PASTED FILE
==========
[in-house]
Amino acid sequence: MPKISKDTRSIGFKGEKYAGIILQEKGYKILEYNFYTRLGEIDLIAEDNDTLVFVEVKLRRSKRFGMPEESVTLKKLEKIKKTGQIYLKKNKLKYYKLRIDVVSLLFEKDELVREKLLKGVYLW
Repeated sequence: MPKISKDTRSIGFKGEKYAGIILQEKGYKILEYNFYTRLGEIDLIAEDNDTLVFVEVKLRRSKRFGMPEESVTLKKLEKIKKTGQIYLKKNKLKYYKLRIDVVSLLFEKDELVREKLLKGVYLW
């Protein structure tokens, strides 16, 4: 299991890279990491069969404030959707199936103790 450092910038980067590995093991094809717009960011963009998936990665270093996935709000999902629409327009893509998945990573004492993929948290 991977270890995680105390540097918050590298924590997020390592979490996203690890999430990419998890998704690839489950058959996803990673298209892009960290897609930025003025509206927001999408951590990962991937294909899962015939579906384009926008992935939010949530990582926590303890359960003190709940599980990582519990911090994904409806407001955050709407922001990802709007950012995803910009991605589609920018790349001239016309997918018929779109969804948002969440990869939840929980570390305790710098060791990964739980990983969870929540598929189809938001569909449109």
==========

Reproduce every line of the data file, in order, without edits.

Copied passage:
[in-house]
Amino acid sequence: MPKISKDTRSIGFKGEKYAGIILQEKGYKILEYNFYTRLGEIDLIAEDNDTLVFVEVKLRRSKRFGMPEESVTLKKLEKIKKTGQIYLKKNKLKYYKLRIDVVSLLFEKDELVREKLLKGVYLW
Repeated sequence: MPKISKDTRSIGFKGEKYAGIILQEKGYKILEYNFYTRLGEIDLIAEDNDTLVFVEVKLRRSKRFGMPEESVTLKKLEKIKKTGQIYLKKNKLKYYKLRIDVVSLLFEKDELVREKLLKGVYLW
């Protein structure tokens, strides 16, 4: 299991890279990491069969404030959707199936103790 450092910038980067590995093991094809717009960011963009998936990665270093996935709000999902629409327009893509998945990573004492993929948290 991977270890995680105390540097918050590298924590997020390592979490996203690890999430990419998890998704690839489950058959996803990673298209892009960290897609930025003025509206927001999408951590990962991937294909899962015939579906384009926008992935939010949530990582926590303890359960003190709940599980990582519990911090994904409806407001955050709407922001990802709007950012995803910009991605589609920018790349001239016309997918018929779109969804948002969440990869939840929980570390305790710098060791990964739980990983969870929540598929189809938001569909449109």